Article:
Or the initiated, for that matter. All-metal Dells, especially the servers, were lethal in the early 90s. I recall the case of one server that ended up looking like a butcher shop with my own blood after an especially entertaining tussle...

            1. Kevin Fairhurst

              Re: You missed out

              But if you didn't make the requisite blood sacrifice when dismantling/reassembling, you knew for a fact that it wouldn't work when you tried powering it on...

            2. Evil Auditor Silver badge

              Re: You missed out

              My dear blood's been spread among a many Olivetti razor blades computers back in the mid 90s. It was such a relieve to switch to Dell - at least the desktops had been a pleasure to handle.

            3. Omgwtfbbqtime Silver badge

              "Cases lined with razor baldes to stop the un-initiated tinkering."

              That was a design feature. You needed a blood sacrifice to make the damn thing work.

          3. Dave 126 Silver badge

            Re: You missed out

            >Cases lined with razor baldes to stop the un-initiated tinkering. That must be why they were like that

            Hehe! A by-product of the cheap manufacturing process - in a single process you can bend a sheet of mild steel and punch holes through it simultaneously. Such parts could be de-burred, but that increases labour costs as a part has to be moved to a different machine. Whilst I have cut my fingers on PC cases (and extruded door latches that are sharply cut extrusions), I was philosophical about it - after all, I had bought the PC after weeks of searching the dead-tree magazines for the most amount of MHz/ MBs etc for my money - so the inexpensive construction (an honest compromise) was my choice as a buyer.

            By contrast, no user asked for an arbitrary curved plastic fascia that nothing more than an inconvenient, cack-handed attempt at product differentiation.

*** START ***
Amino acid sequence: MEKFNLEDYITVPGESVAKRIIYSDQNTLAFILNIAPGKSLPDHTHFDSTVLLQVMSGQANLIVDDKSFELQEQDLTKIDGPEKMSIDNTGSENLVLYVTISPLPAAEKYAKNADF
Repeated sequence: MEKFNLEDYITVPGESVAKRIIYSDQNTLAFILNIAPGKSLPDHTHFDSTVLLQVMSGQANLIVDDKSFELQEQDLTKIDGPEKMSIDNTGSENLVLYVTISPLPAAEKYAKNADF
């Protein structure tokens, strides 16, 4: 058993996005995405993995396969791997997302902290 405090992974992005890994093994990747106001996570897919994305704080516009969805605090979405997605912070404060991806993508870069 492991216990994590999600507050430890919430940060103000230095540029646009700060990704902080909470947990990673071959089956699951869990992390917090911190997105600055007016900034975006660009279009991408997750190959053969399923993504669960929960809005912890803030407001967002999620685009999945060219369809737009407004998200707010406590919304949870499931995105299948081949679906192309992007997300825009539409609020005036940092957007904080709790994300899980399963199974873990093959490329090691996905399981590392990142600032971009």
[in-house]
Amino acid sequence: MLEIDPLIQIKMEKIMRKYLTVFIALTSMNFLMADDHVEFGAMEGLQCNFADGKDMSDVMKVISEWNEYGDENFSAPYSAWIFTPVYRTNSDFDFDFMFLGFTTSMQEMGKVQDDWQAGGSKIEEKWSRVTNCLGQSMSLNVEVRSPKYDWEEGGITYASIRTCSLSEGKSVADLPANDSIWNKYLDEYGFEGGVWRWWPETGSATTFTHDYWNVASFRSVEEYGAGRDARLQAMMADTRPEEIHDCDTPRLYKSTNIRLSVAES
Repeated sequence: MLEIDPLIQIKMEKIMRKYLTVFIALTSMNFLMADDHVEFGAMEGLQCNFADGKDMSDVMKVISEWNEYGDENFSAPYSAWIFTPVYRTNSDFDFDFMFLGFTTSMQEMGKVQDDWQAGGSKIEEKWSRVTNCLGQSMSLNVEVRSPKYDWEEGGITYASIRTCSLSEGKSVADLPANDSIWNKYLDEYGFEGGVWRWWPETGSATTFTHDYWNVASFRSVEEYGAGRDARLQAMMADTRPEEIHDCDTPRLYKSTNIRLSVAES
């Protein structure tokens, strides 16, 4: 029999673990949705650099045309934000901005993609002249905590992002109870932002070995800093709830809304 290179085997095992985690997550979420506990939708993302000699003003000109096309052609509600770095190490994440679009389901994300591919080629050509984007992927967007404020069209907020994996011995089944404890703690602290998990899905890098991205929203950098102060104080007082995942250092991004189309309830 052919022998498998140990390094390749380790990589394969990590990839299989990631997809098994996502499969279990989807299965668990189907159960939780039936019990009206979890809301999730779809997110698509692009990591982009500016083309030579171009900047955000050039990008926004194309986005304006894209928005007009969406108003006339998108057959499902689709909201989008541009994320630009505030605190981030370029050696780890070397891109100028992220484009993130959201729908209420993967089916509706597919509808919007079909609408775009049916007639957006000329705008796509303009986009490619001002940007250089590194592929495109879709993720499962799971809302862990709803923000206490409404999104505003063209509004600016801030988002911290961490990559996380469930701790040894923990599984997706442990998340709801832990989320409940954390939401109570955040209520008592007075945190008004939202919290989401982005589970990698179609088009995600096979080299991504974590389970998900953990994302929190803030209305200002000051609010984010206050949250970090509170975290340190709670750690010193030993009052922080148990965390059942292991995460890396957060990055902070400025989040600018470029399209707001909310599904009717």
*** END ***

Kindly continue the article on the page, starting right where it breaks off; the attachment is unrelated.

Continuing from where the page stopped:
1. Dave 126 Silver badge

              Re: You missed out

              A side note on rants:

              A fella called Charlie Brooker cut his teeth by ranting about the frustrations of being a PC gamer back in the nineties. In time, he ranted about Shoreditch (Nathan Barley), and then the news and television. Now he has critical acclaim on both sides of the pond for his cautionary series Black Mirror.

              (I'd be interested if anyone knows the first time a television was referred to as a 'black mirror'. I know Jony Ive used the term in the nineties, referring to concepts explored for the Twentieth Anniversary Mac (just prior to Jobs' return). Jony Ive thought that CRTs when turned off were just unpleasant black mirrors, and had explored using doors and curtains to hide them. )

              1. Tom Paine Silver badge

                Re: You missed out

                Presumably pre-dates the Arcade Fire song of the same name

              2. Suburban Inmate
                Childcatcher

                Re: Charlie Brooker

                Here's a little gem I hunted down one bored afternoon. It caused Concerned Mothers™ to get in quite a flap.

                Dr Helmut Werstler's Cruelty Zoo

          4. VanguardG
            Facepalm

            Re: You missed out

            Yep...blood sacrifice cases. Any savings in cost making the cases was balanced by the cost of bandages to patch up anyone who had the temerity to open one.

            1. Spiz

              Re: You missed out

              Yeah I remember those cases. The worst cut I ever got was from pushing out one of the blanks for an ISA/VESA slot (before they put a handy cross in them for a screwdriver.

              Sliced my finger clean about 1cm down each side. Had to wash the motherboard...

              Never did that again.

              1. Rattus Rattus

                Re: You missed out

                "pushing out one of the blanks for an ISA/VESA slot"

                Ouch, the worst cut I ever got from a case was from the very same thing. I still have a good two centimetre scar on my thumb. On the plus side, that PC accepted my blood sacrifice and was the only one to never give me any trouble for its entire operational lifespan.

            2. Terry 6 Silver badge

              Re: You missed out

              I always assumed that the lethal metal internals were deliberately there to discourage upgrades. They wanted users to buy a more expensive jobby than they needed, with faster (more expensive ) CPU and various extras just so that they could get the bigger hdd or ram that they actually did need, rather than buying a more basic model and sticking the extras in themselves.

          5. Jonathan 27

            Re: You missed out

            They were just the cheapest junk you could find. My sister used to have this "incredibly cute" cat-shaped case that had internals there were seemingly designed to cut and maim the technician. I literally cut myself, badly enough that it bled, several times on the cursed thing.

            When we wanted me to upgrade the computer with a new motherboard (and all the trimmings) I made up some excuse about the case not supporting new motherboards and got her one of those Cheiftech/Antec "dragon" style cases that everyone and their mother had back int the day. And now my sister builds her own computers so she can buy all the sharp cases she likes... But she didn't and has a reasonable Lian-Li case.